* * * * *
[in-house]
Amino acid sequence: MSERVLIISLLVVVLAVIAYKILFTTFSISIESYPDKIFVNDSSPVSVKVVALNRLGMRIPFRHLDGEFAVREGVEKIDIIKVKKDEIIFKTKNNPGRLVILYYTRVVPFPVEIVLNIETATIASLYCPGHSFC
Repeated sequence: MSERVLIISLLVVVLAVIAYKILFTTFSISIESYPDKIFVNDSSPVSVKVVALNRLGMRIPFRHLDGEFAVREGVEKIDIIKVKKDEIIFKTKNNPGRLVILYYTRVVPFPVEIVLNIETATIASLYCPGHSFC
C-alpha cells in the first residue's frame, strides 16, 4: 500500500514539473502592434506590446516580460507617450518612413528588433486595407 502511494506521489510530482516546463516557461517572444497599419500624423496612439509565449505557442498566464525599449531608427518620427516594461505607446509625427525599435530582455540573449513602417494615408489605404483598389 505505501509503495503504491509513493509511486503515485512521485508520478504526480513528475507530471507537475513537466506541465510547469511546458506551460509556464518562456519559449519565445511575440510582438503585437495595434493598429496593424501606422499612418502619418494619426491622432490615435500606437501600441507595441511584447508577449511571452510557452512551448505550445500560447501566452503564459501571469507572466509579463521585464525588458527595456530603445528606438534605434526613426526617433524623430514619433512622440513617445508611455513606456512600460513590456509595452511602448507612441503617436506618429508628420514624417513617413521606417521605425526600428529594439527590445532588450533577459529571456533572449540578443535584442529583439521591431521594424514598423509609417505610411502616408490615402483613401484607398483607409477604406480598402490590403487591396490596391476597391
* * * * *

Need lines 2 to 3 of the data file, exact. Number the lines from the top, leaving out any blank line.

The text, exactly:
Amino acid sequence: MSERVLIISLLVVVLAVIAYKILFTTFSISIESYPDKIFVNDSSPVSVKVVALNRLGMRIPFRHLDGEFAVREGVEKIDIIKVKKDEIIFKTKNNPGRLVILYYTRVVPFPVEIVLNIETATIASLYCPGHSFC
Repeated sequence: MSERVLIISLLVVVLAVIAYKILFTTFSISIESYPDKIFVNDSSPVSVKVVALNRLGMRIPFRHLDGEFAVREGVEKIDIIKVKKDEIIFKTKNNPGRLVILYYTRVVPFPVEIVLNIETATIASLYCPGHSFC